Surgical Robotics Technology

Neocis’ Yomi Robot Wins FDA 510(k) Clearance for Bone Reduction


Neocis® has announced that its Yomi dental robot has received 510(k) clearance from the U.S. Food and Drug Administration (FDA) for guided bone reduction.

Yomi, the first and only FDA-cleared robotic system for dental surgery, assists clinicians in planning and operative phases of dental implant placement via interactive digital planning (using YomiPlan™ software) and physical guidance of surgical instrumentation, respectively. The Yomi robot has been used in the placement of more than 21,000 implants and 850+ full-arch cases since its commercial launch. 

This new indication allows dental professionals to perform robot-guided alveoloplasty of the mandible and/or maxilla (commonly referred to as bone reduction), helping them take on complicated full-arch cases with confidence and efficiency. First, a patient’s CT scan is used to digitally plan the bone reduction and placement of implants. During a procedure, Yomi’s guide arm provides haptic feedback to keep the burr from deviating beyond pre-planned resection boundaries. Unlike static guides, robot-assisted bone reduction allows clinicians to freely visualize, irrigate, and palpate the surgical site as well as modify their treatment plan intraoperatively without sacrificing accuracy.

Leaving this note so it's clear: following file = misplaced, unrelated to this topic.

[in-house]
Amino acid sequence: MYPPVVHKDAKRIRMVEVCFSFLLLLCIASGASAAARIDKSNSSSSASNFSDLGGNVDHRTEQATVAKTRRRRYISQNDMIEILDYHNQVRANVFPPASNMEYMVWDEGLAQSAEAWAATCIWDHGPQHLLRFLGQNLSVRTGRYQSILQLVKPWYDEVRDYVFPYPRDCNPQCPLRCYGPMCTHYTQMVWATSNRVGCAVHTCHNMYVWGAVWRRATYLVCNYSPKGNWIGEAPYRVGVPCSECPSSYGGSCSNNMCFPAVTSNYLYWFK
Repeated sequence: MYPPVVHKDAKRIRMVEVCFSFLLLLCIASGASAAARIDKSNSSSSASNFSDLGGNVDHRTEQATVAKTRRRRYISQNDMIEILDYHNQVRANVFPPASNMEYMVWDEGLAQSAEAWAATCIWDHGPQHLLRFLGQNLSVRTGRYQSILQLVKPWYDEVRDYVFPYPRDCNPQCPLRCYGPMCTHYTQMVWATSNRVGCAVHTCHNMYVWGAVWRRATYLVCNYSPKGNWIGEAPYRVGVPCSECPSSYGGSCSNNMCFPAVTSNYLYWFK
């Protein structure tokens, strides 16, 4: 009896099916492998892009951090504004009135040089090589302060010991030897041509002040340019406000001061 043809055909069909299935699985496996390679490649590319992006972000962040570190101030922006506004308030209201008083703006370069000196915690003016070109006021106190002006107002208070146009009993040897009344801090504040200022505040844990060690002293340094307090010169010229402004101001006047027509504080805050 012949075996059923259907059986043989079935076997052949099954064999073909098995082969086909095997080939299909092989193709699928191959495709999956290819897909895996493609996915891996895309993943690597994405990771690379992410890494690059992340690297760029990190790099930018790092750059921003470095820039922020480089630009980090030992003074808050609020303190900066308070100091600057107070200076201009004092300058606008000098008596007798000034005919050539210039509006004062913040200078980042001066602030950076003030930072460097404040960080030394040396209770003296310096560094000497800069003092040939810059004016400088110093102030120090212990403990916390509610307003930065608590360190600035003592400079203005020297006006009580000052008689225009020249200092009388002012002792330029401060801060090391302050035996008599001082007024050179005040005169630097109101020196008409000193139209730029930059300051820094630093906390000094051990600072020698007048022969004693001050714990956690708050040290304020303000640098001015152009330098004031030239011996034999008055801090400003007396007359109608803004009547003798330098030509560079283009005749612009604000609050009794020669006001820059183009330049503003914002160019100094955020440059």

This combination of in-depth virtual planning and robotic guidance helps the user achieve a smooth, level ridge, which is critical to predictable and lasting restorative outcomes. Currently in the midst of a multi-site limited market release, Yomi’s bone reduction functionality is expected to be commercially available early next year. 

“Not only does this allow implant clinicians to tackle full-arch restoration with a whole new level of accuracy and confidence, it pushes robot-assisted dental surgery into exciting new territory,” said Alon Mozes, Neocis Co-founder and CEO. “This clearance is one of our most significant yet, as dental professionals can now use Yomi to perform truly volumetric 3D surgery.”

Ridge reduction, an important preliminary step in many full-arch cases, involves flattening the surface of a patient’s alveolar bone to create a stable foundation for multiple implants, which are used to anchor a full-arch prosthesis. 

“Neocis continues to push the limits of implant dentistry, and Yomi’s new bone reduction functionality is a clear testament to that,” said Dr. Donald Nikchevich, an oral and maxillofacial surgeon based in Southern California and Yomi Diamond Doctor of Excellence. “As someone who performs full-arch rehabilitation regularly, I’m excited to be able to execute ridge reduction with the accuracy, efficiency, and confidence that surgical robotics affords.”

Source: Neocis.

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